Local radio station WXTB-97.9 FM Clearwater made history Tuesday by being fined the largest amercement in the history of the Federal Communications Commission. Bubba “The Love Sponge” Clem faces 26 fines of $27,500 for seven segments that aired in 2001. The segments allegedly featured cartoon characters discussing sex and drug use, male callers explicitly describing their sex organs and lengthy segments on masturbation. While it is important that the First Amendment is protected, it is equally important that it is not abused. In an age where sex and violence is found everywhere, it is understandable that the FCC is choosing to make an example of the “shock jock.”
According to The St. Petersburg Times, Clem’s show was brought to the FCC’s attention after a Jacksonville man called “98 Rock’s” station manager and asked that the show be removed. “I was angry that people would be so irresponsible, so mindless of the welfare of the young folks that listened to the station,” Douglas Vanderlaan, a father of teenagers told the Times.
Clem has previously been under legal fire for animal cruelty when he broadcast the castration of a pig. The Times also reports that “Bubba the Love Sponge” was the center of three previous indecency violations, out of multiple ones that Clear Channel has been accused of. “How many strikes are we going to give them?” said Commissioner Michael J. Copps in a statement made Tuesday.
The Communications Act of 1934 mandates in Section 309 that, “Broadcasters operate in the public interest, convenience and/or necessity.” In addition, the criminal statute Section 1464 officially defines indecency as, “Language or material that depicts or describes, in terms patently offensive as measured by contemporary standards for the broadcast medium, sexual or excretory activities or organs.” When a disc-jockey is somewhat notorious for pushing the envelope in these ways, he should expect legal repercussions. It should neither come as a surprise that the FCC chooses to allow these violations to accrue in order to make an example of the station.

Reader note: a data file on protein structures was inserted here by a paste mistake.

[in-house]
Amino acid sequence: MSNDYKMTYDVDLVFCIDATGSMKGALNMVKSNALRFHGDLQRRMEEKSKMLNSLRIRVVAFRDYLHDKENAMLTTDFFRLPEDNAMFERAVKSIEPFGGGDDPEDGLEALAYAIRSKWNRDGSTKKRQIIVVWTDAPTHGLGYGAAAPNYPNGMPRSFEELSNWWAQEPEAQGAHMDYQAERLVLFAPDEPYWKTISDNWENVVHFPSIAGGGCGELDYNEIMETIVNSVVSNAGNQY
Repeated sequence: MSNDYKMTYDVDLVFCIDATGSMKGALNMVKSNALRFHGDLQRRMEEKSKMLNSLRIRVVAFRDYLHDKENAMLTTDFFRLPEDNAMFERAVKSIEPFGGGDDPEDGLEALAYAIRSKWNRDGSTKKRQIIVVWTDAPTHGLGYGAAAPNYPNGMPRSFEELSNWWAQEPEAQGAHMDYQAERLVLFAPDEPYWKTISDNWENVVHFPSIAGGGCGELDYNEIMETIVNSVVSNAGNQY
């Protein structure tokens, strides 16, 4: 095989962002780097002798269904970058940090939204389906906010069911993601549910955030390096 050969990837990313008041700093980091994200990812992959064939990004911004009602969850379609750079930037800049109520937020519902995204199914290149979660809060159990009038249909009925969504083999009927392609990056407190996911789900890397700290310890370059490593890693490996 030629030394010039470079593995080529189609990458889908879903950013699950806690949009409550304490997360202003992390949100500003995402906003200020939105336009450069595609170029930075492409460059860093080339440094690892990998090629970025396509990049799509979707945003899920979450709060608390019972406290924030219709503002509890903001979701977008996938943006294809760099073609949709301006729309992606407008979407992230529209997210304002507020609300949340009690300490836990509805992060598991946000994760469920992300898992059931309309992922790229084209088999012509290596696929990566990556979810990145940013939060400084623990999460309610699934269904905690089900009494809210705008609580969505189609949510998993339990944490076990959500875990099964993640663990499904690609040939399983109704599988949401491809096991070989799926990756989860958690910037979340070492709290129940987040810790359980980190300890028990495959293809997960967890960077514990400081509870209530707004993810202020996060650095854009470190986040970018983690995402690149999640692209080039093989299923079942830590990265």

Jeremy Lipschultz, author of Broadcast Indecency: FCC Regulation and the First Amendment, wrote that the 1973 U.S. Supreme Court case FCC v. Pacifica established 10 p.m. to 6 a.m. as the hours when questionable material can be broadcast. Clem’s show airs from 5:30 a.m to 10 a.m, not only cutting across the period protected by FCC mandates but also at a time when children could potentially be listening.
As long as Clem’s show airs in its current timeslot, the FCC is correct to take punitive measures against the show.